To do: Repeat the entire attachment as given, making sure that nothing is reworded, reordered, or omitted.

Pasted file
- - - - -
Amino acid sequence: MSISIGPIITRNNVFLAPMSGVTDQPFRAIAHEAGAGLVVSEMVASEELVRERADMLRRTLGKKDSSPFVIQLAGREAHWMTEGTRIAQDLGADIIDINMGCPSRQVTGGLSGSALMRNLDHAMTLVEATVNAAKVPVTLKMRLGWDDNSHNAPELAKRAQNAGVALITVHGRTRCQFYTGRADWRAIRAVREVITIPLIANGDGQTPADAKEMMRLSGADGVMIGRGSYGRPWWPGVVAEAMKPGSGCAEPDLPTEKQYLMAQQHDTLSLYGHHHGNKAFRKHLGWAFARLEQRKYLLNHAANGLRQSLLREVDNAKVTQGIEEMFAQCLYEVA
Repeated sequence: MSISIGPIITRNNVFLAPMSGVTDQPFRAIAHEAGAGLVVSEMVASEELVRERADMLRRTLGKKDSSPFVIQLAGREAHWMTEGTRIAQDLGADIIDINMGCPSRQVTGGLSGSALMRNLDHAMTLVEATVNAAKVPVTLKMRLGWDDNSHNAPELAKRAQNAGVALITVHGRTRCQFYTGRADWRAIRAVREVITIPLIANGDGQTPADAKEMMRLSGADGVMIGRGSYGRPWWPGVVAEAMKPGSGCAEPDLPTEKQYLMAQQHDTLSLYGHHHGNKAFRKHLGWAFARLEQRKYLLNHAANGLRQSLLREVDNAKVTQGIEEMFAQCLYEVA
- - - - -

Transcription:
Amino acid sequence: MSISIGPIITRNNVFLAPMSGVTDQPFRAIAHEAGAGLVVSEMVASEELVRERADMLRRTLGKKDSSPFVIQLAGREAHWMTEGTRIAQDLGADIIDINMGCPSRQVTGGLSGSALMRNLDHAMTLVEATVNAAKVPVTLKMRLGWDDNSHNAPELAKRAQNAGVALITVHGRTRCQFYTGRADWRAIRAVREVITIPLIANGDGQTPADAKEMMRLSGADGVMIGRGSYGRPWWPGVVAEAMKPGSGCAEPDLPTEKQYLMAQQHDTLSLYGHHHGNKAFRKHLGWAFARLEQRKYLLNHAANGLRQSLLREVDNAKVTQGIEEMFAQCLYEVA
Repeated sequence: MSISIGPIITRNNVFLAPMSGVTDQPFRAIAHEAGAGLVVSEMVASEELVRERADMLRRTLGKKDSSPFVIQLAGREAHWMTEGTRIAQDLGADIIDINMGCPSRQVTGGLSGSALMRNLDHAMTLVEATVNAAKVPVTLKMRLGWDDNSHNAPELAKRAQNAGVALITVHGRTRCQFYTGRADWRAIRAVREVITIPLIANGDGQTPADAKEMMRLSGADGVMIGRGSYGRPWWPGVVAEAMKPGSGCAEPDLPTEKQYLMAQQHDTLSLYGHHHGNKAFRKHLGWAFARLEQRKYLLNHAANGLRQSLLREVDNAKVTQGIEEMFAQCLYEVA